Last month the Lords Education for 11-16 Year Olds Committee published its long-awaited report on the education system for secondary school-age children. And the overall message is clear – change is needed.
The report, titled ‘Requiring Improvement’, bemoans the undue focus on academic learning and written exams in English secondary schools. It argues this is limiting opportunities for pupils to study a broad and balanced curriculum and to develop core skills. With our focus on the need to grow the number and diversity of young people pursuing engineering and technology careers, to ensure that the UK has the skilled workforce it needs to meet future challenges, we at EngineeringUK would agree with a lot of what is being said.
In our recently published inquiry report looking at apprenticeships in England, developed in partnership and led by Lord Willetts and Lord Knight, we outline similar concerns – and in fact, come to similar conclusions. Hands- on- learning, offered in subjects such as Design & Technology, has been on the decline for some time.
This is leaving a lot of young people with little to no opportunity to make the connections between theoretical knowledge and, as some would say, is taking out all the fun that is meant to be part of learning. This, our report argues, has an impact on how different post-16 routes are perceived, standing in the way of true parity of esteem between academic routes and more vocational pathways.
The recommendations are clear – young people need to be enabled to make connections between their learning and the world that surrounds them. To achieve this, the Lords’ report, in line with our report, recommend for example that the EBACC system needs to be revisited and the Progress 8 Scoring system reviewed, to ensure a greater breadth of subjects being available for young people to study. They also need to be able to access careers information, advice and guidance that truly values vocational and technical pathways, alongside the academic route. In light of this, we welcome the reference in the report in relation to the importance of meaningful engagement between schools and employers.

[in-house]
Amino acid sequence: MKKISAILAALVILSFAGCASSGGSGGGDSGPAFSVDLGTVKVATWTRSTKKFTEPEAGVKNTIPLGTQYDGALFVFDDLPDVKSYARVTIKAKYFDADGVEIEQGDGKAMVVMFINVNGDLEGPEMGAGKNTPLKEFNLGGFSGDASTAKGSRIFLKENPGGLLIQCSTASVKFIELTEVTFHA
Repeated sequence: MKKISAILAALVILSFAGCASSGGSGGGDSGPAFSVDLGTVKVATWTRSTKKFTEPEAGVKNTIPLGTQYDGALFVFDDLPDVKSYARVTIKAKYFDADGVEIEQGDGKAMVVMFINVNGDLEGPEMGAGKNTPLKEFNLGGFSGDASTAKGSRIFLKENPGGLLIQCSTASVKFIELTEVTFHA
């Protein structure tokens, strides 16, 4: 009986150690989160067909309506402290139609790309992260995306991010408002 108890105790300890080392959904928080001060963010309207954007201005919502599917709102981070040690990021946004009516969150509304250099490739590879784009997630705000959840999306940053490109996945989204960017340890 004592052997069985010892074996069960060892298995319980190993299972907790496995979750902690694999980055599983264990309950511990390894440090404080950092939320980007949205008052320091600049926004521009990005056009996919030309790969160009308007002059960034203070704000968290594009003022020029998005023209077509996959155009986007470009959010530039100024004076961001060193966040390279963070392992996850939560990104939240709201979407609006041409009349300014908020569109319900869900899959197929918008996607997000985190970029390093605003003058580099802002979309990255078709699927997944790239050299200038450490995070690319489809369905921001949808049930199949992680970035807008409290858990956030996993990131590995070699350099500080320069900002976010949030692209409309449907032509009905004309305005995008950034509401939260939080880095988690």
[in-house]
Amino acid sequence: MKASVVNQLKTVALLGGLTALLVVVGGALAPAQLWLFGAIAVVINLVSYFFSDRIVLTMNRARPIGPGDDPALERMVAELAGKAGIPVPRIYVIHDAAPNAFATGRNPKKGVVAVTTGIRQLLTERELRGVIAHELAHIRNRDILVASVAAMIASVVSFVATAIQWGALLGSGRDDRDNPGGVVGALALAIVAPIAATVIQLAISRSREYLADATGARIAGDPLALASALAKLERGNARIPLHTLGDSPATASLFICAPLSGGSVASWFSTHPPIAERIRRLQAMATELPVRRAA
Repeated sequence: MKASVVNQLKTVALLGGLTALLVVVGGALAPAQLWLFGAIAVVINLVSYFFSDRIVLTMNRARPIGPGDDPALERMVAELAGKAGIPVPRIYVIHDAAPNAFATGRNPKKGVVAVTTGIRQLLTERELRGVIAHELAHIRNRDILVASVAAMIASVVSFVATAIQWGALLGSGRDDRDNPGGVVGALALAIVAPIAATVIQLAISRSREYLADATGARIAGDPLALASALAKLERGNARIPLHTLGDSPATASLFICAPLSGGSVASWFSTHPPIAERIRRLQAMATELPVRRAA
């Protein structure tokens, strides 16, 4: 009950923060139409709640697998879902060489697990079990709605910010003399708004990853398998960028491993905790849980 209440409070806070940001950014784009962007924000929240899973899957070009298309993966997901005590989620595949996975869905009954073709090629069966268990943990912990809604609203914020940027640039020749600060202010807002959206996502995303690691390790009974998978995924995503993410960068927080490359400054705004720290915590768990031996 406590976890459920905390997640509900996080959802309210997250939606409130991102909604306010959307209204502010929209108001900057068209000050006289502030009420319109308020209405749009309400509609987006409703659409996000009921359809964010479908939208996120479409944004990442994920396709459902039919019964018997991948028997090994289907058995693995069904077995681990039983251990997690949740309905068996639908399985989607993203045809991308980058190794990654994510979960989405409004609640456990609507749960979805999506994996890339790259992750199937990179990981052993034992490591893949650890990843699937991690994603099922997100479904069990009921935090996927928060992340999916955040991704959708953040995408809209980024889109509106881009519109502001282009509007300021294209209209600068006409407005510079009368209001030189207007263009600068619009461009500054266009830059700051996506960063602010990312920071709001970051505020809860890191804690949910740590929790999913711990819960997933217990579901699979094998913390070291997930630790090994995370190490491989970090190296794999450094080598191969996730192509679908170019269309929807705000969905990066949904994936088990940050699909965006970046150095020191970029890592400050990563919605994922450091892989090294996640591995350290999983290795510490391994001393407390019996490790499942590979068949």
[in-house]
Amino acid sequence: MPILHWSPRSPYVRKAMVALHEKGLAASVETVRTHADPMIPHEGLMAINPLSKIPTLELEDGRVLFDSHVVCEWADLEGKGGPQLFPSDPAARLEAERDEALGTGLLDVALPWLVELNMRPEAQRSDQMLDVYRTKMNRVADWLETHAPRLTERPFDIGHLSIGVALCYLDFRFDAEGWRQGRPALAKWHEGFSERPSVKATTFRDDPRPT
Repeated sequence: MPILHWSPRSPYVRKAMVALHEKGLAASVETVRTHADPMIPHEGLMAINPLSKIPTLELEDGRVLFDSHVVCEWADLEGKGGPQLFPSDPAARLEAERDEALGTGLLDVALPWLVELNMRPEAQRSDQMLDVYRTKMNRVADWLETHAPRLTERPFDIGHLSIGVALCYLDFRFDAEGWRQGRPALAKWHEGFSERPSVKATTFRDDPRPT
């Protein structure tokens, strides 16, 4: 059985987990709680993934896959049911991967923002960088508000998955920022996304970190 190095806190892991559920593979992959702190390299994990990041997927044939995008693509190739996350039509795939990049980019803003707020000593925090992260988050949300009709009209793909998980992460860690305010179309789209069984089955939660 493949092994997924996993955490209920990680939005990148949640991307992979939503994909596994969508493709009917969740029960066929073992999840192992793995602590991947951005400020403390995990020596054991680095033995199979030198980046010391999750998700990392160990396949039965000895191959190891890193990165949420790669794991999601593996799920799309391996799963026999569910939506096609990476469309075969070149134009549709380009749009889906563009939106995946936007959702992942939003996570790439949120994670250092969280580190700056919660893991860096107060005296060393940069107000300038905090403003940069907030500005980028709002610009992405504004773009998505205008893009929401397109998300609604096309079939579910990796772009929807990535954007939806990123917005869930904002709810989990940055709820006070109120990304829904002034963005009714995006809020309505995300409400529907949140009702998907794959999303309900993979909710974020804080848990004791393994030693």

Transforming Education for Future Careers
At EngineeringUK, we work with employers and education providers across the country to ensure that young people are able to make the connections between classroom learning and modern engineering and technology careers. We lead collaborative efforts to improve the impact of all engineering and tech inspiration and careers activities for young people through Tomorrow’s Engineers and managing The Tomorrow’s Engineers Code. Through our engagement programmes, such as The Big Bang, Energy Quest and our new Climate Schools Programme, we aim to ignite a passion for STEM among young people from all backgrounds. We also share careers resources and help teachers bring STEM curriculum to life through real-world engineering and tech via Neon.
However, there is so much more that needs to be done to reach young people across the country and to give them the opportunity to learn about the different jobs as well as the varied career pathways into critical industries such as engineering and technology.
The government is due to respond to the report mid-February and there are many of us who would urge the government to listen carefully to the united voices on these issues. The education system has to move with the times and it needs to enable all young people to succeed and to access the many future employment opportunities that this country can offer.
Young people in the main want to learn, they want to know about the world. It is a government’s task to ensure that the systems in place allow them to do this. Now is the time to honestly look at what needs to change and to have the courage to do so.
By Beatrice Barleon, Head of Policy and Public Affairs at EngineeringUK
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